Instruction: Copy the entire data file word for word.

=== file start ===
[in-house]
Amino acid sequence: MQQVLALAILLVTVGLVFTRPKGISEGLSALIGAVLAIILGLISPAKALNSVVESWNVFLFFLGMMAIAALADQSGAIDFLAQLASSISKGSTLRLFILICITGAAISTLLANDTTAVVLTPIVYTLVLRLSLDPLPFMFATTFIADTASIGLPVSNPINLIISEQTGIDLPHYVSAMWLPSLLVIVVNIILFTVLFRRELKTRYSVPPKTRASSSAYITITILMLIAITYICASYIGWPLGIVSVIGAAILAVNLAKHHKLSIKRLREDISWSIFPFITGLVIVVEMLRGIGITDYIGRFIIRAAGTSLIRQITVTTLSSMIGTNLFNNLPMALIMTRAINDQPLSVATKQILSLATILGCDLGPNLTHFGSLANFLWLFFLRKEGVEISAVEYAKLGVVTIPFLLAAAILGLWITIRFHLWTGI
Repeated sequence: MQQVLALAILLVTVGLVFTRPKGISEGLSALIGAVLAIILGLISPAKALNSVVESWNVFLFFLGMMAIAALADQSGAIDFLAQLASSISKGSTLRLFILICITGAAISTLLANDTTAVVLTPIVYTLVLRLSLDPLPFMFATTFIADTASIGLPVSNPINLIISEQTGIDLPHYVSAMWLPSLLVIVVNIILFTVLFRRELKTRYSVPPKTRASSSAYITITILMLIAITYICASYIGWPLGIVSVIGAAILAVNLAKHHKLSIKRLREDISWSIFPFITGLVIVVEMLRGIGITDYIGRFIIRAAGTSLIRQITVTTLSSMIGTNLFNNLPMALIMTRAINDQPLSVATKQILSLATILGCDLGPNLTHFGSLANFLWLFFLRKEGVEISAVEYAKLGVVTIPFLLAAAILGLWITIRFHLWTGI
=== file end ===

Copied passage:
[in-house]
Amino acid sequence: MQQVLALAILLVTVGLVFTRPKGISEGLSALIGAVLAIILGLISPAKALNSVVESWNVFLFFLGMMAIAALADQSGAIDFLAQLASSISKGSTLRLFILICITGAAISTLLANDTTAVVLTPIVYTLVLRLSLDPLPFMFATTFIADTASIGLPVSNPINLIISEQTGIDLPHYVSAMWLPSLLVIVVNIILFTVLFRRELKTRYSVPPKTRASSSAYITITILMLIAITYICASYIGWPLGIVSVIGAAILAVNLAKHHKLSIKRLREDISWSIFPFITGLVIVVEMLRGIGITDYIGRFIIRAAGTSLIRQITVTTLSSMIGTNLFNNLPMALIMTRAINDQPLSVATKQILSLATILGCDLGPNLTHFGSLANFLWLFFLRKEGVEISAVEYAKLGVVTIPFLLAAAILGLWITIRFHLWTGI
Repeated sequence: MQQVLALAILLVTVGLVFTRPKGISEGLSALIGAVLAIILGLISPAKALNSVVESWNVFLFFLGMMAIAALADQSGAIDFLAQLASSISKGSTLRLFILICITGAAISTLLANDTTAVVLTPIVYTLVLRLSLDPLPFMFATTFIADTASIGLPVSNPINLIISEQTGIDLPHYVSAMWLPSLLVIVVNIILFTVLFRRELKTRYSVPPKTRASSSAYITITILMLIAITYICASYIGWPLGIVSVIGAAILAVNLAKHHKLSIKRLREDISWSIFPFITGLVIVVEMLRGIGITDYIGRFIIRAAGTSLIRQITVTTLSSMIGTNLFNNLPMALIMTRAINDQPLSVATKQILSLATILGCDLGPNLTHFGSLANFLWLFFLRKEGVEISAVEYAKLGVVTIPFLLAAAILGLWITIRFHLWTGI